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Keyshawn, Dunn wanted to see football more

By ROGER MILLS

© St. Petersburg Times, published January 1, 2001


PHILADELPHIA -- After a midseason four-game losing streak, the Bucs offense seemed to correct its problems.

Receiver Keyshawn Johnson joked that the key to getting the offense to produce was "to feed No. 28 (Warrick Dunn) and No. 19 (Johnson)."

And in the games the offense delivered -- against the Rams, Cowboys and Vikings -- Johnson and Dunn had their fill.

So, the position players who had produced the bulk of the offensive highlights this season entered Sunday's playoff game knowing the more they feasted, the more likely the Bucs would score.

The Bucs didn't have their best appetite against the Eagles.

Asked how much of that was the play-calling of offensive coordinator Les Steckel, Johnson did not comment, but he changed his facial expression distinctly from his usual smile.

"I would have put the rock in mine and Warrick's hands," Johnson said. "I would have liked to have been a part of this a little more. I was getting it done early, and they just went away from me."

Early in the game, Johnson showed that he could have another huge game. His first two catches were for 10 and 14 yards, and both were for first downs. The 14-yard catch came with 13:35 left in the first half, and Johnson didn't touch the ball again until he made a 3-yard grab with 6:30 left in the game and the Bucs trailing 21-3.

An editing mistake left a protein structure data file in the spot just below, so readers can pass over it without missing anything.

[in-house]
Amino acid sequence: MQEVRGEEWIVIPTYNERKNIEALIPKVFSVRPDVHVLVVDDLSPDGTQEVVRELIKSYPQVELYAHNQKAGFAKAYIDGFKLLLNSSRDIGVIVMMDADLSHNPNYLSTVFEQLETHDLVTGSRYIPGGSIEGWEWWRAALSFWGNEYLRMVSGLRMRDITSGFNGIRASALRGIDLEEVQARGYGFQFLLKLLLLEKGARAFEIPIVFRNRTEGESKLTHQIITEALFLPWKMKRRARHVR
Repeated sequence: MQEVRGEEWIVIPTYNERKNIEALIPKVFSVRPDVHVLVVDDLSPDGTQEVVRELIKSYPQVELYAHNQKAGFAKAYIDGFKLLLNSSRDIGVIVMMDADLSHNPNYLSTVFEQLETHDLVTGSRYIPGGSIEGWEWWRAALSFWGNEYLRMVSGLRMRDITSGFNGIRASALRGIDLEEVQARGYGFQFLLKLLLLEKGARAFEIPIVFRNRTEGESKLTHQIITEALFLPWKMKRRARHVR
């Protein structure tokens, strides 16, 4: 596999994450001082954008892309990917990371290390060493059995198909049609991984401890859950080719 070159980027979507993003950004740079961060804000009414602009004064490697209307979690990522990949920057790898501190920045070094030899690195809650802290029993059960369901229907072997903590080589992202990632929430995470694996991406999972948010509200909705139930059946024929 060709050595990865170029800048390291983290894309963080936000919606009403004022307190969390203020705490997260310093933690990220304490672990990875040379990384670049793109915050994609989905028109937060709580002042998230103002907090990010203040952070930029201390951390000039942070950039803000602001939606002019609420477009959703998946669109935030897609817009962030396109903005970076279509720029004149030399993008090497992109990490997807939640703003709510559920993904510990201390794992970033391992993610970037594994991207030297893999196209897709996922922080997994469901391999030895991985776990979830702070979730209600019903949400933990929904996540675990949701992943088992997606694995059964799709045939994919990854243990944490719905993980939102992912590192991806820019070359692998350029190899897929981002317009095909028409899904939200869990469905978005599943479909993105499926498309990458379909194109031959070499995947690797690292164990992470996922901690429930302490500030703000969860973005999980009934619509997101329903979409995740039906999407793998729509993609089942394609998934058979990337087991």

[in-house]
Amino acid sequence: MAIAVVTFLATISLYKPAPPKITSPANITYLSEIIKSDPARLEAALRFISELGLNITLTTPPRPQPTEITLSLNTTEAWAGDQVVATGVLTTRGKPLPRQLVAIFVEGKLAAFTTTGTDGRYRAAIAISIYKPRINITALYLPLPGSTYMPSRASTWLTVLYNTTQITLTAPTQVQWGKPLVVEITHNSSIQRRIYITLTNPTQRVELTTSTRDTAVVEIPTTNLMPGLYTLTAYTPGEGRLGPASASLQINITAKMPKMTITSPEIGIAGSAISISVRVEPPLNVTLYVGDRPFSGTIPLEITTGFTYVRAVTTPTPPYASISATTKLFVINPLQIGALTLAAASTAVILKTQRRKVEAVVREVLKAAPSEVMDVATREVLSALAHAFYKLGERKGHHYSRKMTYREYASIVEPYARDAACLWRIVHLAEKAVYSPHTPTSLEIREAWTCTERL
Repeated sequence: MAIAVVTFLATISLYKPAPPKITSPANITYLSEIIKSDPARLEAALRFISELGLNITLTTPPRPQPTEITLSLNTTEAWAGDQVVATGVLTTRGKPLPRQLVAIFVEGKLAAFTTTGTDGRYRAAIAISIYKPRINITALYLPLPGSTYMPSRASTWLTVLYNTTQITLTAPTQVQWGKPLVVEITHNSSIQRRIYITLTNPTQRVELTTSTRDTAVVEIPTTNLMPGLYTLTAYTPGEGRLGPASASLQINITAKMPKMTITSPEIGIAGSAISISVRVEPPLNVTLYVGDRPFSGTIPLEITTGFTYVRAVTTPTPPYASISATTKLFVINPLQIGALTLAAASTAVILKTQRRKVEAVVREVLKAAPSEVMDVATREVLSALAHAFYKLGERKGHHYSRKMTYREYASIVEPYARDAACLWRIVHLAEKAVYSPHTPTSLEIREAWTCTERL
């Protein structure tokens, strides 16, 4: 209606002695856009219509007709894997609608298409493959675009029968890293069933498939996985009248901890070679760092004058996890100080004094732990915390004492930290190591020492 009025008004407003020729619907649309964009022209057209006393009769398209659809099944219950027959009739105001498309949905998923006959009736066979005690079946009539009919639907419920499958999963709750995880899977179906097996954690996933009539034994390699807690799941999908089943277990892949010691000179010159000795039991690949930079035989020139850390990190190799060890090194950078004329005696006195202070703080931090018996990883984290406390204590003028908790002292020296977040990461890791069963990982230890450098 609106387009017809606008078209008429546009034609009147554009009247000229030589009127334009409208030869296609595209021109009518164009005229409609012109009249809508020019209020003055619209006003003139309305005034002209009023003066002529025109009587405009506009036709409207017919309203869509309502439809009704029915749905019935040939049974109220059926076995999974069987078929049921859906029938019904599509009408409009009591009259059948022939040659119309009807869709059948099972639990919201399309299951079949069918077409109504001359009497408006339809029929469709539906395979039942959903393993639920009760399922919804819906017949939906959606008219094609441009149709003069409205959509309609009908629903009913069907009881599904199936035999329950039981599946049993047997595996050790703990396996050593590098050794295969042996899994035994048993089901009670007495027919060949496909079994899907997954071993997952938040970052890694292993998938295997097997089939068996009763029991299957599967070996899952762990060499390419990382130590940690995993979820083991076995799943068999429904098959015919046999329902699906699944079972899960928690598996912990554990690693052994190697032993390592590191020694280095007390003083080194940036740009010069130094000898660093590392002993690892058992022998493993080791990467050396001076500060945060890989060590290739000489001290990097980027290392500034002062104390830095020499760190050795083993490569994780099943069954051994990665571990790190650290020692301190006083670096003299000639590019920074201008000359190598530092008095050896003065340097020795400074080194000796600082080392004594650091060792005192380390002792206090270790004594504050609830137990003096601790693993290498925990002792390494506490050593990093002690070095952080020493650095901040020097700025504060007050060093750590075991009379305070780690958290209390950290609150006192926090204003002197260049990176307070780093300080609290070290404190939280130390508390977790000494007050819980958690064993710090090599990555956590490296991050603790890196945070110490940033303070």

He finished with six catches for 106 yards, but three of them came late.

"Hopefully in the off-season, we will take a long look at what we have gone through," Johnson said. "Hopefully the coach will look at what we're doing offensively and see how we can get more productivity."

Asked if he was stunned by the offense's inability to get into a rhythm, Johnson replied: "That's been the case for the most part of the season, I would say."

For Dunn the game was just as frustrating. The Bucs' leading rusher couldn't get into the running rhythm he says he needs to be productive. He carried the ball on the first play, gained 1 yard, and finished the first quarter with two carries for 5 yards.

To compound the problem, Dunn frequently was buried behind the line of scrimmage and had losses of 5, 4 and 2 yards.

"I just didn't have a chance to really get into it, into a rhythm," said Dunn, who finished with 1 yard on eight carries. "I don't know, man. They knew where I was going to be, and they did what it took to get there. We couldn't control the line of scrimmage and couldn't establish a running game. We got behind and had to start throwing the ball.

"The guys played their butts off for 16 games to get to this point, and not to come and play the way we're capable of playing, that's what hurts."

Johnson came to Dunn's defense, saying that in a game like Sunday's, getting him more touches is critical.

"Look, 13 touches for Warrick Dunn? That's a joke," Johnson said. "He's too good to just get 13 touches."

The end result? The Bucs' two most deadly weapons mustered 135 yards of offense, and 85 came in the last drive, with the outcome all but settled.

"Compliments to our defense," Eagles coach Andy Reid said. "I have a lot of respect for the Tampa Bay running game and Warrick Dunn. Any time you can hold Dunn to 1 yard rushing, that's a great job."

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